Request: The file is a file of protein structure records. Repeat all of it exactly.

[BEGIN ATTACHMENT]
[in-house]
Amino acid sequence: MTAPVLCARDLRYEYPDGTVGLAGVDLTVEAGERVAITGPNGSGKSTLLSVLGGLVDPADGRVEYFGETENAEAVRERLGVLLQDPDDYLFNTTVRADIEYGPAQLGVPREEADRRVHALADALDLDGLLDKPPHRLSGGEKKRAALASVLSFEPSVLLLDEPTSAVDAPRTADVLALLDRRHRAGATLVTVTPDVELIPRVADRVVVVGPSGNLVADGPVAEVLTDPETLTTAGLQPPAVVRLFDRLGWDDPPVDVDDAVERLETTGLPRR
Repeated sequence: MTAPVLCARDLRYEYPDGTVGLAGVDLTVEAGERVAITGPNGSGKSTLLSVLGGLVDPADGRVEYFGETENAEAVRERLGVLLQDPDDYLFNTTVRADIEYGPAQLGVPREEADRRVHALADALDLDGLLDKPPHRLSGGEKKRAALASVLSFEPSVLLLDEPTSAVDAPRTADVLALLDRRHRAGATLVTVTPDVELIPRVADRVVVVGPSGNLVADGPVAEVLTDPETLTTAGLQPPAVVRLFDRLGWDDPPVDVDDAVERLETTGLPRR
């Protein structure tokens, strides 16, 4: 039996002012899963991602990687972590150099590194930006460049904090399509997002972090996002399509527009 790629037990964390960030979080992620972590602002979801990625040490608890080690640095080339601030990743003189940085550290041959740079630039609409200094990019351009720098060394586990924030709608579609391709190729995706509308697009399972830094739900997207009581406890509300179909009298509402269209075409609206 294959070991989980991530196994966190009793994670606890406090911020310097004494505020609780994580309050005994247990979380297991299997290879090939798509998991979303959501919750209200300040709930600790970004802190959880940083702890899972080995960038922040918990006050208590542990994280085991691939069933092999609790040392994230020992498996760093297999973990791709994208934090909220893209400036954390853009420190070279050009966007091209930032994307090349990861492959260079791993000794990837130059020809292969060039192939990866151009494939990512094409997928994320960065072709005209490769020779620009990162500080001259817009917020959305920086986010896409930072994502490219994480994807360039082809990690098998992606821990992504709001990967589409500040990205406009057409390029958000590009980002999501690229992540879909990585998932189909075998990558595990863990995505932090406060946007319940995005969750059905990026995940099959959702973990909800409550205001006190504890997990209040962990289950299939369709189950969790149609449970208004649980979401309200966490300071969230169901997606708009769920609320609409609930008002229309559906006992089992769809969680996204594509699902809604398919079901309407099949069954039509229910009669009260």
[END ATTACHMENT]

[in-house]
Amino acid sequence: MTAPVLCARDLRYEYPDGTVGLAGVDLTVEAGERVAITGPNGSGKSTLLSVLGGLVDPADGRVEYFGETENAEAVRERLGVLLQDPDDYLFNTTVRADIEYGPAQLGVPREEADRRVHALADALDLDGLLDKPPHRLSGGEKKRAALASVLSFEPSVLLLDEPTSAVDAPRTADVLALLDRRHRAGATLVTVTPDVELIPRVADRVVVVGPSGNLVADGPVAEVLTDPETLTTAGLQPPAVVRLFDRLGWDDPPVDVDDAVERLETTGLPRR
Repeated sequence: MTAPVLCARDLRYEYPDGTVGLAGVDLTVEAGERVAITGPNGSGKSTLLSVLGGLVDPADGRVEYFGETENAEAVRERLGVLLQDPDDYLFNTTVRADIEYGPAQLGVPREEADRRVHALADALDLDGLLDKPPHRLSGGEKKRAALASVLSFEPSVLLLDEPTSAVDAPRTADVLALLDRRHRAGATLVTVTPDVELIPRVADRVVVVGPSGNLVADGPVAEVLTDPETLTTAGLQPPAVVRLFDRLGWDDPPVDVDDAVERLETTGLPRR
């Protein structure tokens, strides 16, 4: 039996002012899963991602990687972590150099590194930006460049904090399509997002972090996002399509527009 790629037990964390960030979080992620972590602002979801990625040490608890080690640095080339601030990743003189940085550290041959740079630039609409200094990019351009720098060394586990924030709608579609391709190729995706509308697009399972830094739900997207009581406890509300179909009298509402269209075409609206 294959070991989980991530196994966190009793994670606890406090911020310097004494505020609780994580309050005994247990979380297991299997290879090939798509998991979303959501919750209200300040709930600790970004802190959880940083702890899972080995960038922040918990006050208590542990994280085991691939069933092999609790040392994230020992498996760093297999973990791709994208934090909220893209400036954390853009420190070279050009966007091209930032994307090349990861492959260079791993000794990837130059020809292969060039192939990866151009494939990512094409997928994320960065072709005209490769020779620009990162500080001259817009917020959305920086986010896409930072994502490219994480994807360039082809990690098998992606821990992504709001990967589409500040990205406009057409390029958000590009980002999501690229992540879909990585998932189909075998990558595990863990995505932090406060946007319940995005969750059905990026995940099959959702973990909800409550205001006190504890997990209040962990289950299939369709189950969790149609449970208004649980979401309200966490300071969230169901997606708009769920609320609409609930008002229309559906006992089992769809969680996204594509699902809604398919079901309407099949069954039509229910009669009260």